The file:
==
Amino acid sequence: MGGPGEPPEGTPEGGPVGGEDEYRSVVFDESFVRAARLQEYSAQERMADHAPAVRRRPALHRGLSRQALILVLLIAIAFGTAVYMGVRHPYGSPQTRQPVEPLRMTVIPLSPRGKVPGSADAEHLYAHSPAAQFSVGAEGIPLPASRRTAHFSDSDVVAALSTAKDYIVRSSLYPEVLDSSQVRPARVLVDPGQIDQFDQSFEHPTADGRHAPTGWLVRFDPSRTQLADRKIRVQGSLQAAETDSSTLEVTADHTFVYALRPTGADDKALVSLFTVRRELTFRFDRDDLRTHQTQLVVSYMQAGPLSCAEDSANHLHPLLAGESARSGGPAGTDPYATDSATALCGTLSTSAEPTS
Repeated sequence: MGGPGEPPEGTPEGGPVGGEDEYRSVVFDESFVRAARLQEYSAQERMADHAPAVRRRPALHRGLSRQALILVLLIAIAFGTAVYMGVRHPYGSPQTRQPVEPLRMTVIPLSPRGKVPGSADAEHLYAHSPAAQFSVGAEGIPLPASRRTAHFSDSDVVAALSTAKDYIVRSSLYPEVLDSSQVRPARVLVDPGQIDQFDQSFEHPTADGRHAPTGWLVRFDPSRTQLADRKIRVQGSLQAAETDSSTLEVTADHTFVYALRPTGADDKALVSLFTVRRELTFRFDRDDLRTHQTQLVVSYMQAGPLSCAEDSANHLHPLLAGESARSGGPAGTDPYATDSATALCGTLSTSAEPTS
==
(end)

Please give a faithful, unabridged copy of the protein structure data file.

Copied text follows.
Amino acid sequence: MGGPGEPPEGTPEGGPVGGEDEYRSVVFDESFVRAARLQEYSAQERMADHAPAVRRRPALHRGLSRQALILVLLIAIAFGTAVYMGVRHPYGSPQTRQPVEPLRMTVIPLSPRGKVPGSADAEHLYAHSPAAQFSVGAEGIPLPASRRTAHFSDSDVVAALSTAKDYIVRSSLYPEVLDSSQVRPARVLVDPGQIDQFDQSFEHPTADGRHAPTGWLVRFDPSRTQLADRKIRVQGSLQAAETDSSTLEVTADHTFVYALRPTGADDKALVSLFTVRRELTFRFDRDDLRTHQTQLVVSYMQAGPLSCAEDSANHLHPLLAGESARSGGPAGTDPYATDSATALCGTLSTSAEPTS
Repeated sequence: MGGPGEPPEGTPEGGPVGGEDEYRSVVFDESFVRAARLQEYSAQERMADHAPAVRRRPALHRGLSRQALILVLLIAIAFGTAVYMGVRHPYGSPQTRQPVEPLRMTVIPLSPRGKVPGSADAEHLYAHSPAAQFSVGAEGIPLPASRRTAHFSDSDVVAALSTAKDYIVRSSLYPEVLDSSQVRPARVLVDPGQIDQFDQSFEHPTADGRHAPTGWLVRFDPSRTQLADRKIRVQGSLQAAETDSSTLEVTADHTFVYALRPTGADDKALVSLFTVRRELTFRFDRDDLRTHQTQLVVSYMQAGPLSCAEDSANHLHPLLAGESARSGGPAGTDPYATDSATALCGTLSTSAEPTS